Reminds me of a bass player friend of mine who said his entire band took a dose of LSD just before show time. Said they played their hearts out. It was their BEST performance ever because they had poured so much heart and soul into the music that night.
A couple days later he ran into a groupie – a girl who had attended EVERY single gig — and he was floored when she asked, “What was wrong with you guys on Friday? The music was so off. It was the only time I ever left in the middle of one of your shows…”
The point is that you can’t wait around until you’re in the exact “mood” or mindset you need to be or you will NEVER get the job done on time.
Which leads quite nicely into my third Street Marketing Lesson of the day: “You need it WHEN?”
It’s about meeting deadlines.
First, let me tell you about my own harsh lessons on dealing with deadlines.
Back in the 1980s, on my very first day as Art Director for an ad agency, I sat comfortably sipping my coffee while gazing out over the San Francisco Bay.
Oh the satisfaction of it all.
“Art Director”, I whispered to myself looking at my new business cards. “Hello. Nice to meet you… Jimmy Curley, Art Director.”
Oh yes, I was quite pleased with myself.
And then it happened. The first shot of a vicious, bubble-bursting, “one-two” punch.
The office traffic coordinator rushed into my art department with a stack of advertising insertion orders.
“You the new production guy?”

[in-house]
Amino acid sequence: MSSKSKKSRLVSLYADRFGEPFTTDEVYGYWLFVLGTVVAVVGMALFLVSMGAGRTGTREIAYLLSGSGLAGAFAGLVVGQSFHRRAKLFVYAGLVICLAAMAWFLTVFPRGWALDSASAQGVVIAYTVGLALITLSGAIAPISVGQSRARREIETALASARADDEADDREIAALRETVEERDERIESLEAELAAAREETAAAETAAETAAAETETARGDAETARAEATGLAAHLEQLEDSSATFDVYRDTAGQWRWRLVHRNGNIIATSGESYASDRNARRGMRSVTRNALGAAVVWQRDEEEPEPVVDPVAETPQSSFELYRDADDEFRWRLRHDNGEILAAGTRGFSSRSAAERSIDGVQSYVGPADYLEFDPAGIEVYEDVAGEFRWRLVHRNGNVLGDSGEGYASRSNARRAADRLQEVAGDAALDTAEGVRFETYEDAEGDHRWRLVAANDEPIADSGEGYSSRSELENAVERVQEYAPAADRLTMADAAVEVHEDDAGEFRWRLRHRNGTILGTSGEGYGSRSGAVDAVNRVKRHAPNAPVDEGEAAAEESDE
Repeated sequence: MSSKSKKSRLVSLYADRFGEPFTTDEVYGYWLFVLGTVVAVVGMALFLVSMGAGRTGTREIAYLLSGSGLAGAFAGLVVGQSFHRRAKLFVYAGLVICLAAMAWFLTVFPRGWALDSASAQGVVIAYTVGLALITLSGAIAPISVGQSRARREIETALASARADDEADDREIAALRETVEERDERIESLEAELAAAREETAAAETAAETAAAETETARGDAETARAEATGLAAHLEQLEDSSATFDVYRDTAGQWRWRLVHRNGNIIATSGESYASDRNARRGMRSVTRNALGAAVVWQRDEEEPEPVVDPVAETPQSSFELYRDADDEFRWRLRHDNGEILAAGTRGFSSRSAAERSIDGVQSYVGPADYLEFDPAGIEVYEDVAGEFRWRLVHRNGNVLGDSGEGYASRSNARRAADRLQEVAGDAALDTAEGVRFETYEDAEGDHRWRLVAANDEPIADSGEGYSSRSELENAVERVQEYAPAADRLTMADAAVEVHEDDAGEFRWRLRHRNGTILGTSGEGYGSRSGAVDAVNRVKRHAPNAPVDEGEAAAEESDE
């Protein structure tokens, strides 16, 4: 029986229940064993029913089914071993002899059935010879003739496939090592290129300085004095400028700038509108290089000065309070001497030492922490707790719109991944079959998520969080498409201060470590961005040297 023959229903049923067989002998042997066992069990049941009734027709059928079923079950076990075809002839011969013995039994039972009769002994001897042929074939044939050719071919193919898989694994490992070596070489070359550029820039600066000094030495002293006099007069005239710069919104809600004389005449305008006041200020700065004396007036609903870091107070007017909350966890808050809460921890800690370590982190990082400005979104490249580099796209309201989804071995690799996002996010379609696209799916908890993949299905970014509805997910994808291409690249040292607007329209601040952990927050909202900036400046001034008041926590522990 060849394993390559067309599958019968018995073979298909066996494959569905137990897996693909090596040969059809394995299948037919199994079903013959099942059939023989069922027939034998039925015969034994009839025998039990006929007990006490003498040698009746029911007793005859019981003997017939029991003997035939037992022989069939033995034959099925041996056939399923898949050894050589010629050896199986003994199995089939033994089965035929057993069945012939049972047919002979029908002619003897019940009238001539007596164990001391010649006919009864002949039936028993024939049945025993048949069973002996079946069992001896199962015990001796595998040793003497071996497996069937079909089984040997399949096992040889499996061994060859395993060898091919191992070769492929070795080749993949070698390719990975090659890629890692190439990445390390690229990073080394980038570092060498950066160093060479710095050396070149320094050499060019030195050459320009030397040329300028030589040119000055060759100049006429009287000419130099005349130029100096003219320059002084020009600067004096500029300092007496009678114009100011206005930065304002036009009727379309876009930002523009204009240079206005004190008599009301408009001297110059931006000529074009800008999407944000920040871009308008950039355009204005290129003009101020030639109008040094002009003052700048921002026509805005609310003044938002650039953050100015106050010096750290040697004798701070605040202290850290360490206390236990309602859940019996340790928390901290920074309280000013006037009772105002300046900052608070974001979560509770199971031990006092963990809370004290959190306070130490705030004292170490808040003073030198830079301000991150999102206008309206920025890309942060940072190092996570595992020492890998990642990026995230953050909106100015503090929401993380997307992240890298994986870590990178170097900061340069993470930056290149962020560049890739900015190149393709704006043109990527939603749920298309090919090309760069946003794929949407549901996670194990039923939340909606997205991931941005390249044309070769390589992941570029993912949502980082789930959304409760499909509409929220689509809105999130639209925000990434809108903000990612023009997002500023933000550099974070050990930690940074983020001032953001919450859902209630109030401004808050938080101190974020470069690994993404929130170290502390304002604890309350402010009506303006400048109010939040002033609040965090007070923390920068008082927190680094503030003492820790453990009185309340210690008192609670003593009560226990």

“Production guy?” I recoiled in horror. “Hello. Nice to meet you. Jimmy Curley, Art Dire…”
“Yeah, yeah, yeah. Hello Mr. Art Director. Better get your people together. We need layouts to fax over to these clients today.”
She plopped down 17 different insertion orders for 17 different clients. SEVENTEEN.
And they were big fat clients too.
Lockheed… World Savings… Bechtel… Lawrence Livermore National Laboratories… Morton Thiokol… Bank of the West… FMC… McDonnell Douglas…
… and a host of other weighty clients… any of whom could’ve casually activated an atomic military laser beam from their office, bounced it off a low-orbit satellite, and had me evaporated right where I sat.
And the insertion orders were for big fat ads.
Full pages in the Wall Street Journal. New York Times. Boston Globe. Chicago Tribune. Two-page spreads in the biggest industry publications. It went on and on.
Geez… I was responsible for all this? Me?
And quite suddenly I shrank to a very small and insignificant speck…
…and tasted a weird metallic sensation in my mouth. Like I was being exposed to a lethal dose of x-rays.
I dug deep and pulled myself together… but then, just as I prepared to call together my team of typesetters, camera people, and paste-up artists (we had no computers back then)…
… a hard boiled account executive stormed in to deliver the second blow of that one-two punch.
She grabbed an insertion order from the bottom of the stack and thrust it at me.
“Here… you take care of this one first. You hear me?”
I foolishly tried my technique.
“Hello. Nice to meet you. Jimmy Cur…”
“Listen asshole”, she said pointing her razor sharp finger in my face.
“In case you don’t know, the agency pays for these insertions upfront and then bills the client later. So we’re on the line for all this money. And this one here is MY client. I get commission on this. You better get this layout done now, and it better be good, and creative, and the client better love it, or by god your first day will be your last day.”